Even if the government seizes new territory that doesn’t mean the battle has ended, because the government still has to take arms from almost 100,000 people. This is something the government is unable to do.
1225 GMT: Syria. Claimed footage of the first Alawite woman to defect from the Syrian army, Colonel Zubaida al-Miqi:
Al-Miqi says, according to The Guardian, "My people, my sect: the ongoing conflict in Syria now is a conflict between the oppressor and the oppressed and that means the conflict was never between religious sects and minorities but the regime is turning it to a sectarian conflict to contain the revolution and destroy it."
1220 GMT: Syria. An opposition conference due to take place in Qatar has been postponed until November, at the urging of western governments, to encourage wider representation.
The conference is being presented as "major makeover", with new political and civil society groups, from inside and outside Syria, joining the Syrian National Council.
Riding a motorcycle, the attackers opened fire on a car carrying Qassem Aqlan, the head of an Embassy security team, to work.
1008 GMT: Syria. Two more first-hand reports today highlight the point in EA's analysis that, while insurgents may be breaking the stalemate in some areas, they face difficulties on other fronts because of a lack of arms.
Rania Abouzeid writes for Foreign Affairs of disputes and rivalries within the opposition and their supporters, with the complaint of insurgents that "the suppliers aren't giving goods to the right people". Martin Chulov and Ian Black, in The Guardian, offer a parallel account from Aleppo of fighters desperate for arms and ammunition running low.
Turkey had provided 20% of Syria's power.
Meanwhile, Russia has demanded an explanation from Turkish authorities over Wednesday's grounding and inspection of a Syrian civilian airplane, en route from Moscow to Damascus.
Moscow's Foreign Ministry said that Turkish officials refused to grant its diplomatic staff access to 17 Russian citizens on the aircraft during the eight hours that the plane was held on suspicions that it was carrying military equipment.
The Ministry source said, "Neither weapons nor any kind of systems or parts for military equipment were on board or could have been on board.
Syria's Minister of Transport said Turkey had committed "air piracy which contradicts civil aviation treaties".
Claiming suspicions of military equipment on board, Turkey said it seized "objectionable cargo" after intercepting the A-320 Syrian Air plane in Turkish air space en route from Moscow to Damascus.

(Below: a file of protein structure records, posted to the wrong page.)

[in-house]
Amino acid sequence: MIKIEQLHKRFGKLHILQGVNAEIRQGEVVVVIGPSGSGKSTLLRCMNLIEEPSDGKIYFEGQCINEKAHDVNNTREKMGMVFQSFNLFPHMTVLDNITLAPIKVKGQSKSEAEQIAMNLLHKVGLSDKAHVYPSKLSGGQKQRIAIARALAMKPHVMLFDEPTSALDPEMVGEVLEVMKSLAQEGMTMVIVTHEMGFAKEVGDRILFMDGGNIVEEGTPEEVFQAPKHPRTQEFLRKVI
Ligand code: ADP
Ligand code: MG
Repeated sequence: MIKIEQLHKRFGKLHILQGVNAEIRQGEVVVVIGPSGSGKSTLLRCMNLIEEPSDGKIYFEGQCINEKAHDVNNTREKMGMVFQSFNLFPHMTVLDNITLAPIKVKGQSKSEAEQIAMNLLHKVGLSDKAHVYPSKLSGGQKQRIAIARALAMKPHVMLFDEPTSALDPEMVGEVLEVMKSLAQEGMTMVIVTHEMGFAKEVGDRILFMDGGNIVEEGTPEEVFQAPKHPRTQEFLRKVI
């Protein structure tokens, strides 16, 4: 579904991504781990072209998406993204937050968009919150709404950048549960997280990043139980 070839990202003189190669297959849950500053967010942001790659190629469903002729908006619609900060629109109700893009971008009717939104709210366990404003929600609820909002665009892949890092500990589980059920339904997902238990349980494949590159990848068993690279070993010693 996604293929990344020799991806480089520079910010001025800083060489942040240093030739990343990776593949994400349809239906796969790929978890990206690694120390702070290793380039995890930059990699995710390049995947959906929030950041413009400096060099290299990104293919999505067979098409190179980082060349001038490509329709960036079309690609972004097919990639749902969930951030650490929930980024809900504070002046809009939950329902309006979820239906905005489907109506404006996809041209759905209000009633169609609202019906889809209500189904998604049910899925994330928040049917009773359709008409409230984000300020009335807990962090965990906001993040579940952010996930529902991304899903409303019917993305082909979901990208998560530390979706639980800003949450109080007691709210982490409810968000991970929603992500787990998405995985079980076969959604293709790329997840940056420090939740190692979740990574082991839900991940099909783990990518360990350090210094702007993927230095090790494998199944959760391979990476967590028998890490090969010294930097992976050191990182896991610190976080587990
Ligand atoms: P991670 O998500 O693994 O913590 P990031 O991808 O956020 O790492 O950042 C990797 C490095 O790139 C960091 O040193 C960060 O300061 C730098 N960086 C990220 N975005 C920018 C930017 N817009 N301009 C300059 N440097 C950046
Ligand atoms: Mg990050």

There is no confirmation of the objects in the cargo. Turkish media are speculating that they could be communications equipment and/or missile components.
0515 GMT: Syria. For months, insurgent forces and many civilians have called for a "protected zone". The international community has debated and manoeuvred but, in the end, appears to have dithered.
Now the insurgents --- probably aided by the Syrian military's fear of Turkish artillery --- may have reached the goal through the de facto control of territory. Reports on Wednesday indicated that the Free Syrian Army, after a series of advances in Idlib Province, had established a zone 15-20 kilometres (9-12.5 miles) deep from the Turkish border into Syria. The border of the zone is only five miles from the town of Jisr al Shughour, 15 to 20 miles from Kafranbel and Khan Shiekhoun, and possibly only 10 miles from the city Idlib.
The regime indirectly testified to the insurgent success, as it rejected a call by United Nations Secretary-General Ban Ki-Moon for a unilateral ceasefire and said the opposition must first halt. operations. Foreign Ministry spokesman Jihad Makdissi, Syrian foreign ministry spokesperson, said that insurgents had "used the opportunity [of ceasefires] to expand their armed deployment and increase casualties due to terrorist activities".
So we watch. Will regime forces try to break down the zone, either on the ground or from the air? If so, will Turkey --- and possibly other international forces --- break cover and display their backing of the insurgents? Alternatively, will the Free Syrian Army try to push the boundaries of control, taking the zone into a town or city?